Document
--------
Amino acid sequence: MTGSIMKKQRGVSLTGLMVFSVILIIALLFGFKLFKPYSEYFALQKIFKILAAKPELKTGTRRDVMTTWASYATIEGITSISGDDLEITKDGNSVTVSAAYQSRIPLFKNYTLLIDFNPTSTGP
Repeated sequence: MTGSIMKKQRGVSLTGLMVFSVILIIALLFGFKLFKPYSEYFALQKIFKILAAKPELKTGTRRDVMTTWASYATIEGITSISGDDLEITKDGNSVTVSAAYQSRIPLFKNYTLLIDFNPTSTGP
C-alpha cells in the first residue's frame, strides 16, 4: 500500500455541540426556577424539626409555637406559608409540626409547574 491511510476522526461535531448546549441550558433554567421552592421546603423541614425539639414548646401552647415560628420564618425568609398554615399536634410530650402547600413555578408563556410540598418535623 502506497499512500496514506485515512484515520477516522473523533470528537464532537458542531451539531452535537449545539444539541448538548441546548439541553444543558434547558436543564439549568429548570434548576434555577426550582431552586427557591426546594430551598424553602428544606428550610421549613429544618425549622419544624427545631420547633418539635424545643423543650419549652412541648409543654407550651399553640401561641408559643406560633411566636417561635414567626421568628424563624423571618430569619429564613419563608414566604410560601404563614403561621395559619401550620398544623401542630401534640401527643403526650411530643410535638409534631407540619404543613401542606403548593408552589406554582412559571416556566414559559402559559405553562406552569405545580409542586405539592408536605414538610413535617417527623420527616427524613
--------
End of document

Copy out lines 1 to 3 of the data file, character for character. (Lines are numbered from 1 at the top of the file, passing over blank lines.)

Amino acid sequence: MTGSIMKKQRGVSLTGLMVFSVILIIALLFGFKLFKPYSEYFALQKIFKILAAKPELKTGTRRDVMTTWASYATIEGITSISGDDLEITKDGNSVTVSAAYQSRIPLFKNYTLLIDFNPTSTGP
Repeated sequence: MTGSIMKKQRGVSLTGLMVFSVILIIALLFGFKLFKPYSEYFALQKIFKILAAKPELKTGTRRDVMTTWASYATIEGITSISGDDLEITKDGNSVTVSAAYQSRIPLFKNYTLLIDFNPTSTGP
C-alpha cells in the first residue's frame, strides 16, 4: 500500500455541540426556577424539626409555637406559608409540626409547574 491511510476522526461535531448546549441550558433554567421552592421546603423541614425539639414548646401552647415560628420564618425568609398554615399536634410530650402547600413555578408563556410540598418535623 502506497499512500496514506485515512484515520477516522473523533470528537464532537458542531451539531452535537449545539444539541448538548441546548439541553444543558434547558436543564439549568429548570434548576434555577426550582431552586427557591426546594430551598424553602428544606428550610421549613429544618425549622419544624427545631420547633418539635424545643423543650419549652412541648409543654407550651399553640401561641408559643406560633411566636417561635414567626421568628424563624423571618430569619429564613419563608414566604410560601404563614403561621395559619401550620398544623401542630401534640401527643403526650411530643410535638409534631407540619404543613401542606403548593408552589406554582412559571416556566414559559402559559405553562406552569405545580409542586405539592408536605414538610413535617417527623420527616427524613